Conditions in Paraguay’s 13 prisons neither meet international standards nor comply with the constitution. Problems include overcrowding, insufficient medical care, inadequate sanitary facilities, poorly-constructed buildings, inadequate staffing, endemic corruption, and routine violence due to a lack of security. All prisons contain more prisoners awaiting trial than convicted, and none provide provision for separation of these groups. As an example, Tacumbú, Asunción’s main high-security prison, has a capacity of 900, but as of 2009 held 3,171 prisoners, of whom 2,638 are still awaiting trial. The Lugo government pledged to address these issues, organizing a census of conditions, changing the directorships in all 13 institutions, and establishing a Directorate of Health for Penitentiaries, Education Centers, and Housing Shelters in March 2009. The Ministry of Interior established a new training regime in 2009, a modern prison was opened in Amambay in 2009, and conditions and security were improved at the Neuropsychiatric Hospital in Asunción in compliance with a July 2008 ruling of the Inter-American Commission of Human Rights (IACHR).
Over the past decade, the Paraguayan People’s Army (EPP), a small guerrilla organization, has carried out a number of sporadic kidnappings and attacks on police. Although not a threat to national security, media accusations that the government was incapable of protecting citizen security led to a troop surge in San Pedro in January 2009 and a 30-day state of emergency declared in five departments in April 2010. Neither of these produced any positive counterinsurgency results, and both were condemned by Amnesty for alleged abuse, violence, and arbitrary arrest perpetrated by the security forces. The nature of the EPP remains disputed. While the right has accused peasant organizations and even President Lugo of links with its leadership, many observers believe it is more likely to be linked to illegal narcotics operations in the area.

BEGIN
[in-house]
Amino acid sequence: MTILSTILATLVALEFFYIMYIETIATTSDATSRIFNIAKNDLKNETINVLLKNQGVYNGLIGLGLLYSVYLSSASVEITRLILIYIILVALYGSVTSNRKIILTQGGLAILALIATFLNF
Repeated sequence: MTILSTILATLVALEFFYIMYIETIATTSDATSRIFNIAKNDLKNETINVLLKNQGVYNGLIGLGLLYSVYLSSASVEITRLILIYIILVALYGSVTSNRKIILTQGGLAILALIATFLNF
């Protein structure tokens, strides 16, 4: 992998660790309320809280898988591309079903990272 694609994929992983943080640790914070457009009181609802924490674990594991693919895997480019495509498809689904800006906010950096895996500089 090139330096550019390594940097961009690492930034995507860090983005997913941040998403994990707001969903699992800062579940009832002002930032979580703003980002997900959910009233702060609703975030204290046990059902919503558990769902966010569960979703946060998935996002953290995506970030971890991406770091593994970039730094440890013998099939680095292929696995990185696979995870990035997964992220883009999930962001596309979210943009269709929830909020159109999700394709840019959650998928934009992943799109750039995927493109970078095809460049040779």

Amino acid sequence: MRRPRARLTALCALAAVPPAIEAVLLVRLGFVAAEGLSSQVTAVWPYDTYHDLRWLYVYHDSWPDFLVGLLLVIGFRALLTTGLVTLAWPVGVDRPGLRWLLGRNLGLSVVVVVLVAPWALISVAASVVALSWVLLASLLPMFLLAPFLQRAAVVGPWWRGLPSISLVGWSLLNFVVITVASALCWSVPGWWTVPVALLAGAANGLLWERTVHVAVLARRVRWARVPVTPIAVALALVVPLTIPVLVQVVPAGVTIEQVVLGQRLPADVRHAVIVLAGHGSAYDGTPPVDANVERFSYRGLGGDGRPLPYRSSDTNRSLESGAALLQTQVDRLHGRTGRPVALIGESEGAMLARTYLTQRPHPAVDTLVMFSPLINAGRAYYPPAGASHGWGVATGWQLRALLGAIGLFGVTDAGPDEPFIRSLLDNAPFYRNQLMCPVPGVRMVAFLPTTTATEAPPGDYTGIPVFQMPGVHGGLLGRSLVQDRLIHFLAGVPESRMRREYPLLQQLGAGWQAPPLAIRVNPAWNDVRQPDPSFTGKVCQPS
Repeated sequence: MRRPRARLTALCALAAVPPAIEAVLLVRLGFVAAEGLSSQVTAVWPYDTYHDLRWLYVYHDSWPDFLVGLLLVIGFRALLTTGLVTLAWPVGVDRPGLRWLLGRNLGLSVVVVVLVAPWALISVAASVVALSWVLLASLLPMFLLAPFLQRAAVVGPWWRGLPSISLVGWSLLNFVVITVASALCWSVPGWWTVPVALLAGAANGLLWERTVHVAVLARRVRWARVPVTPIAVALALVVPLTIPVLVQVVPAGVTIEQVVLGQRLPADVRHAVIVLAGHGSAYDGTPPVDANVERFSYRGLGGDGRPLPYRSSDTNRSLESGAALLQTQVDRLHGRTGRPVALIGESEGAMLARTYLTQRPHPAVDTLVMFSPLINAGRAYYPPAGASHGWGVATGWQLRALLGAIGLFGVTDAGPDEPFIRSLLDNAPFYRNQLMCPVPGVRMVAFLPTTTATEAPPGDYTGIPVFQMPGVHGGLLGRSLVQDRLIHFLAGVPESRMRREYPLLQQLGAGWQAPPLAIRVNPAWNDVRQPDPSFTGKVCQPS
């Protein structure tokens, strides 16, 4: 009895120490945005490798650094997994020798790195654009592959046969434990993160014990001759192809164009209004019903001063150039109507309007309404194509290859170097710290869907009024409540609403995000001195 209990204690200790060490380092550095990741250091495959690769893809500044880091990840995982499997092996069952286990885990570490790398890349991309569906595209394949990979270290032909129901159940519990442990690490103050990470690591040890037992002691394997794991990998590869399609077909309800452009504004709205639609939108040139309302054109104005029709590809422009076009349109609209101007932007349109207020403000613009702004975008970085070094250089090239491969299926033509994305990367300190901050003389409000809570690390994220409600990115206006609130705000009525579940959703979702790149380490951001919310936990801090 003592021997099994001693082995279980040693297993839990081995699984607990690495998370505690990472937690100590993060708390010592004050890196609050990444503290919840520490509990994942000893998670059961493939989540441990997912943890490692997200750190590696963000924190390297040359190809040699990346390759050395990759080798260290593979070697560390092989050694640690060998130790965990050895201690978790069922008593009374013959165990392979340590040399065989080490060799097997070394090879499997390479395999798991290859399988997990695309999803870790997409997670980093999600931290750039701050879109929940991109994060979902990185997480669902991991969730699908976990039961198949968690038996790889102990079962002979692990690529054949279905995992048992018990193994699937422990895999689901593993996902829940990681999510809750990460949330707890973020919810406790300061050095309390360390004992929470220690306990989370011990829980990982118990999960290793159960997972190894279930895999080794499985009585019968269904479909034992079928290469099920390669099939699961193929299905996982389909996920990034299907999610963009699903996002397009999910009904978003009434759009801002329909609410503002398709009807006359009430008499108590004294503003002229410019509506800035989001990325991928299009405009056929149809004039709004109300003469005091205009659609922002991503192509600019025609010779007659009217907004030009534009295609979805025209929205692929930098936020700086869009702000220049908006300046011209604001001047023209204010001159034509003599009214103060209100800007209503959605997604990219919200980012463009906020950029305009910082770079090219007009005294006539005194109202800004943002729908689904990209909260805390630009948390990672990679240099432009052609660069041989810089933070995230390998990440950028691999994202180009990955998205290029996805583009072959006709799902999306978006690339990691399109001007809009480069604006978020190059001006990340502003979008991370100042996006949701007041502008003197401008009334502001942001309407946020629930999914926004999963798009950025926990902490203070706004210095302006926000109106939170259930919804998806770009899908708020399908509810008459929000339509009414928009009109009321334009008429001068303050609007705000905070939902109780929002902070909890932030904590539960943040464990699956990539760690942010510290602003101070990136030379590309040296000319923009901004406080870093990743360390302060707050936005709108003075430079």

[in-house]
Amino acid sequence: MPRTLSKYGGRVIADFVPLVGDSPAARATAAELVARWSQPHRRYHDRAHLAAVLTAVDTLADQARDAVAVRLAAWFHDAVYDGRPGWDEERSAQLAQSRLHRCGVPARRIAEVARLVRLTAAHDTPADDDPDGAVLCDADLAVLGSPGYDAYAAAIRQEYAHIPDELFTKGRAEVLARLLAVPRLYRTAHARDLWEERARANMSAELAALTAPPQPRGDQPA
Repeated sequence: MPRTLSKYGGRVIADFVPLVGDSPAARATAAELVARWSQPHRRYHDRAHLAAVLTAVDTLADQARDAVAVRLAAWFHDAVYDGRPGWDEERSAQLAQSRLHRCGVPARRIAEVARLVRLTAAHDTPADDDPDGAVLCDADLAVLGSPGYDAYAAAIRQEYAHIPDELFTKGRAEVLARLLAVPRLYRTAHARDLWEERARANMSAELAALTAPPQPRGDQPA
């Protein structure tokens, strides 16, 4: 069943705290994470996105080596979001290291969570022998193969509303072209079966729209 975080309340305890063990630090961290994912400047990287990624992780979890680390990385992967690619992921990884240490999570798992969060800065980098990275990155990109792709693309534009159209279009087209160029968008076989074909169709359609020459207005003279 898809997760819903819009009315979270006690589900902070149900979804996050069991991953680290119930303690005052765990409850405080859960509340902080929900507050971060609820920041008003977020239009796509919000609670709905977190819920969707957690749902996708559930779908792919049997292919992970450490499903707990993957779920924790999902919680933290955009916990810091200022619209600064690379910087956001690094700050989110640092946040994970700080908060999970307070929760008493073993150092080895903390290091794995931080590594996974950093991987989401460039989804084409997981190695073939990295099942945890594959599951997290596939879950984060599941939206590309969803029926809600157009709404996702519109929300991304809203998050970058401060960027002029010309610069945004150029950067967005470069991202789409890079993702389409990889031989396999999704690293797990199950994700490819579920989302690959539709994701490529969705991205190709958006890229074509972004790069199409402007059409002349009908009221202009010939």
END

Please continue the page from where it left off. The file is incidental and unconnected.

Human trafficking is prohibited by law, but there is strong evidence of both domestic and international trafficking involving several thousand women annually, most of whom are destined for prostitution and domestic service in Argentina. A law that came into effect in June 2009 aligns national law with International Labor Organization anti-trafficking conventions and strengthens prevention, repression, and punishment, although it does not address internal trafficking. Progress has been made in terms of establishing entities to combat trafficking and support victims, but there is evidence that widespread corruption within state bodies combined with a lack of resources has resulted in the continuation and even expansion of illegal activities.